How The Creators Of Monument Valley Are Re-Inventing The Car Instrument Cluster

Despite the total flexibility of a digital dashboard, for now they tend to look a lot like the physical dials and gauges that have been in use for generations. No one is suggesting this is actually the best way, but few have actually gone about designing something better. Until now.

The award winning designers at ustwo (of Monument Valley fame) believe that the instrument cluster can be so much more than a readout for speed and RPM. It needs to embrace new ways of thinking as well as new technologies – in its current form the dash is feature rich but context poor. For example, a modern digital dash could help increase a driver’s situational awareness with alerts and other situational updates.

Of course it needs to do it in an intuitive way that reduces driver distractions, so ustwo have built a system that carefully selects the right information to show at the right time.

Digital dashboards also have the possibility to use new face tracking technologies. For example your dash could analyse your sitting position and adjust the view for each individual driver. Check out the interactive face tracking demo for yourself here.

An example of proposed upgrade is a dash that shows you the most contextually relevant information to what you are currently doing. For example, when you get in the car it would show the range you have remaining and if you can make it to your next destination.

When you shift into gear, the range information is moved over (but remains visible) in favour of a large graphical speed indicator. Slippery road conditions or speed warnings can be shown by altering the colour and texture of the speed indicator, showing a safe speed.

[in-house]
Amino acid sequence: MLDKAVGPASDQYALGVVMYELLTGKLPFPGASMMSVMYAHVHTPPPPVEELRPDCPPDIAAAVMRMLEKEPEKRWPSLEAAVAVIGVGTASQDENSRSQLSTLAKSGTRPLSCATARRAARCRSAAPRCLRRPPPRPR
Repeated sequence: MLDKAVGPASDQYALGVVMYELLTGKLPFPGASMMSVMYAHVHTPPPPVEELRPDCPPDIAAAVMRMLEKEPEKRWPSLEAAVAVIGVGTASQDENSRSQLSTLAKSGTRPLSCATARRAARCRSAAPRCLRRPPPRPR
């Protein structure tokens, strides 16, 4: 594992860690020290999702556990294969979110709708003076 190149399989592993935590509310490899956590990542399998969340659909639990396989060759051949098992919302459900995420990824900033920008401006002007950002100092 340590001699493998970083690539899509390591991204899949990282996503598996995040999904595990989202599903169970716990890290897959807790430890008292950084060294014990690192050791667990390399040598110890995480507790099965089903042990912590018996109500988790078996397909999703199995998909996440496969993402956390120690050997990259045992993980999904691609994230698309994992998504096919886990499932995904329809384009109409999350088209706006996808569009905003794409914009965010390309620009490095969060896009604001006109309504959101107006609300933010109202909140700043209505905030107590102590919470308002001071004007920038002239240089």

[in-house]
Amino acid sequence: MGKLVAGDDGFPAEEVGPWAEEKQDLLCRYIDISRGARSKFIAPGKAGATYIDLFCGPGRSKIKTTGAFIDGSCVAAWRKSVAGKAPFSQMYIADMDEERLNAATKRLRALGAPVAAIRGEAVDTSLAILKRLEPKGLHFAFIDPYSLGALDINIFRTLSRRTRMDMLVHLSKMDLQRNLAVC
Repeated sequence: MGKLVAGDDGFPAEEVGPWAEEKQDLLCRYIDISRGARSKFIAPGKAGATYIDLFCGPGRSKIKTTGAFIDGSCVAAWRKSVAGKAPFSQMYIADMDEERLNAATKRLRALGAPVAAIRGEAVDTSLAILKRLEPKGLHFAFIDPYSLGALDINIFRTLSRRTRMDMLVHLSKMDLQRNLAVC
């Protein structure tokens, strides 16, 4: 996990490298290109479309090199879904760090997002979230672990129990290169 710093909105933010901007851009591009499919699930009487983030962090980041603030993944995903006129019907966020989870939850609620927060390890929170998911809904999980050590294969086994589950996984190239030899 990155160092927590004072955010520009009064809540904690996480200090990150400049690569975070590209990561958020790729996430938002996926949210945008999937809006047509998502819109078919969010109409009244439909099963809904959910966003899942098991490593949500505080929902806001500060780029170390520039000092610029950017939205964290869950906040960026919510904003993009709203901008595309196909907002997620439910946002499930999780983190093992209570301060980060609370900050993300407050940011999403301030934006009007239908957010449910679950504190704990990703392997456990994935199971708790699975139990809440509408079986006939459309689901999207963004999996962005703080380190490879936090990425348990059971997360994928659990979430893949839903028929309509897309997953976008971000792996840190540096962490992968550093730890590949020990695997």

The maximum speed for the area is always the top number on the display and if you exceed this the indicator shifts through orange and red, depending on the potential danger. Switch into reverse and the screen automatically shows a camera feed to help you safely back up.

It sounds almost simplistic, but watch the video below to see how intuitive it is in action.

To test the idea beyond a demo video, ustwo built a virtual prototype with different digital dashboard layouts. They are actually interactive, so you can try it for yourself here. Ustwo have also made the source code and design assets available so anyone can develop and improve on the idea.

The digital dash is built around some core ideas, which ustwo see as the key elements to building a better instrument cluster.

Speed: Speed shown in relation to the local speed limits and other parameters, such as weather, with appropriate feedback

Range status: Combining elements of a fuel gauge and range shown both as absolutes and in relation to the next journey

Contextual alerts: Both based on location, time (school zone, slippery roads, traffic conditions) and where the alert originates from, for instance HUD (above) or centre.

Reverse: Rear-view camera takes over screen while reversing

Gears: Consistently positioned and present at all times as is the legal requirement

Car instrument cluster LCDs don’t have to be boring rectangles either – Sharp has announced a new technology called Free-Form Display which can produce edgeless screens in all sorts of interesting shapes. The digital dash layouts could be adapted to different vehicles and branded by manufacturers to give a unique experience.

LCD screens might seem like an overkill, high tech choice, but according to ustwo, they actually reduce costs compared to a mechanical setup and make the entire instrument cluster easier to replace and repair.

Ustwo has put more thought into the design than you would have thought possible, covering everything from how different fonts fit the visual angle for drivers, to how colours and other visual cues perceived.

To delve into all the deeper design and development, head over to the ustwo blog.

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